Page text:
The Arts Council’s goals for the use of taxpayers’ money are excellence, innovation, diversity and reach. Shelter clearly fulfils the first two of these goals, and the support of The Welsh Arts Council for the research and development of this serious and compelling piece of work is amply justified. The material, which conveys the sensations of anxiety, oppression and fearful hope of a young woman and an older man locked in an abusive polygamous marriage, is both timeless and very current. The work would benefit from further development and production funding to support its delivery to diverse and numerous audiences.
The quality of the innovative creative work of Jane Fox (librettist) and Ashley John Long (composer) is outstanding – honest, fierce, sensitive and finely crafted. The piece combines two sopranos and a tenor voice weaving abstract musical sounds and tones with spoken voice and melodic musical line. The warp to the weft of the voices comes from cello, double bass and pre-recorded music and spoken words. The score is complex, intricate, at times densely textured and percussive with passages of purity of sound echoing Bach.
The audience attending the first performance was completely attentive, silent, absorbing the physical sensations and emotions of fear, terror, yearning, tragic incomprehension, childhood betrayed. The performers had clearly worked intensively in rehearsal to arrive at a relaxed, intuitive understanding of each other’s contribution in the piece so that listening, exchange, combination and opposition created a pulse, a rhythm, climaxes, recovery and ultimately a shapely resolution of the work. They are highly skilled young professional musicians.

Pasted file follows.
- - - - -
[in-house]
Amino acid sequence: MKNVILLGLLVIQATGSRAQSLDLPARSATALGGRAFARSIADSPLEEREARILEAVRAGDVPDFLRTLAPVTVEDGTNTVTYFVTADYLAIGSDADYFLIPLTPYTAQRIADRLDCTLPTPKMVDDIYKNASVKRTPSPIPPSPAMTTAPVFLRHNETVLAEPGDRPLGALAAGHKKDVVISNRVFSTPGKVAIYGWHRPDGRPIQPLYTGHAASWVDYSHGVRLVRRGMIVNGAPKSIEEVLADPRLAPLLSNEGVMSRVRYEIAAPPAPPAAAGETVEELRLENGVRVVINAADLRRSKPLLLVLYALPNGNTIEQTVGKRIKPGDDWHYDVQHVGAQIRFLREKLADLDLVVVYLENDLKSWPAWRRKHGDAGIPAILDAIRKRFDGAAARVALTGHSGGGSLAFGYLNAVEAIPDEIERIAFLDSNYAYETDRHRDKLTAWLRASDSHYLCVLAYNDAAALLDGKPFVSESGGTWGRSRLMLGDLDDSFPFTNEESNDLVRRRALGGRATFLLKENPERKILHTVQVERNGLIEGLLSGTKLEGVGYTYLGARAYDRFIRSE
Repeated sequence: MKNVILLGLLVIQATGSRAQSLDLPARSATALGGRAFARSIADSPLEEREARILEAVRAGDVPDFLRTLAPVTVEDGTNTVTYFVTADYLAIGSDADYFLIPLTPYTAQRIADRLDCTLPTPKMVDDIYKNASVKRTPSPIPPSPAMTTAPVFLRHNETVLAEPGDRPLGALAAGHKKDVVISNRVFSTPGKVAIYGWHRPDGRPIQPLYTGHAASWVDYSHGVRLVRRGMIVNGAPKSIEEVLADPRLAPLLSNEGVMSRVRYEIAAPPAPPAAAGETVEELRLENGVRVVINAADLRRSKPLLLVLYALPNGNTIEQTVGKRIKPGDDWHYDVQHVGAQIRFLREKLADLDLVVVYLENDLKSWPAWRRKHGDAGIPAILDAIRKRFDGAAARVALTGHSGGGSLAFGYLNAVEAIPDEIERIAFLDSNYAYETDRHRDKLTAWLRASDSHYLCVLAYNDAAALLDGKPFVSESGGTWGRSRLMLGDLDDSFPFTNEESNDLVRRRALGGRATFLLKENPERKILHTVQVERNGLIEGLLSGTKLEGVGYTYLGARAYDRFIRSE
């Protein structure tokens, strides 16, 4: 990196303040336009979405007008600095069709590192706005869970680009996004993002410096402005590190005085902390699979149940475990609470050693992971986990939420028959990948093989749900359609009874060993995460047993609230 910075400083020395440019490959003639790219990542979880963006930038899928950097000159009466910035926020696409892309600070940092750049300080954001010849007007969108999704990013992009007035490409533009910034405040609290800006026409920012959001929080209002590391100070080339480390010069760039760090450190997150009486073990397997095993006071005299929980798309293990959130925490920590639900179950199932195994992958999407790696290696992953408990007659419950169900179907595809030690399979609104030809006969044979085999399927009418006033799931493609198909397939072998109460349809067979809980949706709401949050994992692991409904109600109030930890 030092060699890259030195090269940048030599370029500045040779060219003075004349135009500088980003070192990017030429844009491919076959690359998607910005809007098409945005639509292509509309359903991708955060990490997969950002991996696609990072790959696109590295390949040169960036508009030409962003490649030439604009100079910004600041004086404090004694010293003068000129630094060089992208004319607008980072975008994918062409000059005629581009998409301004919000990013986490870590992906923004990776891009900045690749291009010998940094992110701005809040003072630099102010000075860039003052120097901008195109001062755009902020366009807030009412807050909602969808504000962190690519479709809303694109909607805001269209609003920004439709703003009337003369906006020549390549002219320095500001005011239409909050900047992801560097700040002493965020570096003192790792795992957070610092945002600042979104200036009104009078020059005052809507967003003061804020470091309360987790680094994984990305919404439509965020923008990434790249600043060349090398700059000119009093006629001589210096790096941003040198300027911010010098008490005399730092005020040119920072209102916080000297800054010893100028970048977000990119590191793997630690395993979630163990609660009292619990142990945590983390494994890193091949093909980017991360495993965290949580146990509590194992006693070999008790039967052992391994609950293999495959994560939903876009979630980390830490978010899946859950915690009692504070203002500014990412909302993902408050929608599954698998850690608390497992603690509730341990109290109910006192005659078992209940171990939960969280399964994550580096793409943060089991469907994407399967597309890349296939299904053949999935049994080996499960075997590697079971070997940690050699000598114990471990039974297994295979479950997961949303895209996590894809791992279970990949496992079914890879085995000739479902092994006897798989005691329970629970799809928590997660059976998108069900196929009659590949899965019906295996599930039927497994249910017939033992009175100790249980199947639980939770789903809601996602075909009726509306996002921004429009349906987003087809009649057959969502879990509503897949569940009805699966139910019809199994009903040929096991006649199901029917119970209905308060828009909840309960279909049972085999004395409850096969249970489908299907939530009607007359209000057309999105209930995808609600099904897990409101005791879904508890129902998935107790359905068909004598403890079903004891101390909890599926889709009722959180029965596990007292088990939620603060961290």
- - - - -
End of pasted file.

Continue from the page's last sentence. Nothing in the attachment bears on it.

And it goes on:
Shelter is an exceptional piece of work, complete in itself and also promising a much greater exploration of important, uncomfortable material with social and political value and purpose.
Sally Varrall Senior Lecturer and Programme Director for the BA (Hons) Dance degree, Cardiff Metropolitan University
I feel honoured to have been invited to the Research and Development performance at The Royal Welsh College of Music and Drama. I witnessed a new experience and one that was compelling and absorbing. Thank you.
Feeling privileged to be invited to attend a sharing of an R&D performance in disciplines that are not in my more familiar experience of dance, I became more and more immersed in what became quite a sensory experience. The performance invited you in with its gradual introduction of unfamiliar vocal expressions that were repeated and built rhythmically, and built towards musical statements that shared and developed differing stories.